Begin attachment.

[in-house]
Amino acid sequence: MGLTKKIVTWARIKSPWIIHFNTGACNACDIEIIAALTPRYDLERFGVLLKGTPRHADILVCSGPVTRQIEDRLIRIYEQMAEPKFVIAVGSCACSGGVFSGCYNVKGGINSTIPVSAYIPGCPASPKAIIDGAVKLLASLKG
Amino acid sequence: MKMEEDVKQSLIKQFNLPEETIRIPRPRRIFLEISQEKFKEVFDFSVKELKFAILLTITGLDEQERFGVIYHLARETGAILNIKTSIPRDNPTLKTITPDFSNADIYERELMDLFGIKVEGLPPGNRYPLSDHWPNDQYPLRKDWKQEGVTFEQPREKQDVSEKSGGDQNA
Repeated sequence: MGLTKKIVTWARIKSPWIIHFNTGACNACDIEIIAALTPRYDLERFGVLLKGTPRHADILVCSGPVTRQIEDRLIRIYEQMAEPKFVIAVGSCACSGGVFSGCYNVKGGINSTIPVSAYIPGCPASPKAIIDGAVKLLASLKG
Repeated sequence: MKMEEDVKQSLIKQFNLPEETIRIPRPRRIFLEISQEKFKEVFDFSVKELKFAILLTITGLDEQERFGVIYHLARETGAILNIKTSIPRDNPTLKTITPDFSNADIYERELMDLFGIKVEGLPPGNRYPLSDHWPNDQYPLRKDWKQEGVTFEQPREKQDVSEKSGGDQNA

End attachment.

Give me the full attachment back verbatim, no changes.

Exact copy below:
[in-house]
Amino acid sequence: MGLTKKIVTWARIKSPWIIHFNTGACNACDIEIIAALTPRYDLERFGVLLKGTPRHADILVCSGPVTRQIEDRLIRIYEQMAEPKFVIAVGSCACSGGVFSGCYNVKGGINSTIPVSAYIPGCPASPKAIIDGAVKLLASLKG
Amino acid sequence: MKMEEDVKQSLIKQFNLPEETIRIPRPRRIFLEISQEKFKEVFDFSVKELKFAILLTITGLDEQERFGVIYHLARETGAILNIKTSIPRDNPTLKTITPDFSNADIYERELMDLFGIKVEGLPPGNRYPLSDHWPNDQYPLRKDWKQEGVTFEQPREKQDVSEKSGGDQNA
Repeated sequence: MGLTKKIVTWARIKSPWIIHFNTGACNACDIEIIAALTPRYDLERFGVLLKGTPRHADILVCSGPVTRQIEDRLIRIYEQMAEPKFVIAVGSCACSGGVFSGCYNVKGGINSTIPVSAYIPGCPASPKAIIDGAVKLLASLKG
Repeated sequence: MKMEEDVKQSLIKQFNLPEETIRIPRPRRIFLEISQEKFKEVFDFSVKELKFAILLTITGLDEQERFGVIYHLARETGAILNIKTSIPRDNPTLKTITPDFSNADIYERELMDLFGIKVEGLPPGNRYPLSDHWPNDQYPLRKDWKQEGVTFEQPREKQDVSEKSGGDQNA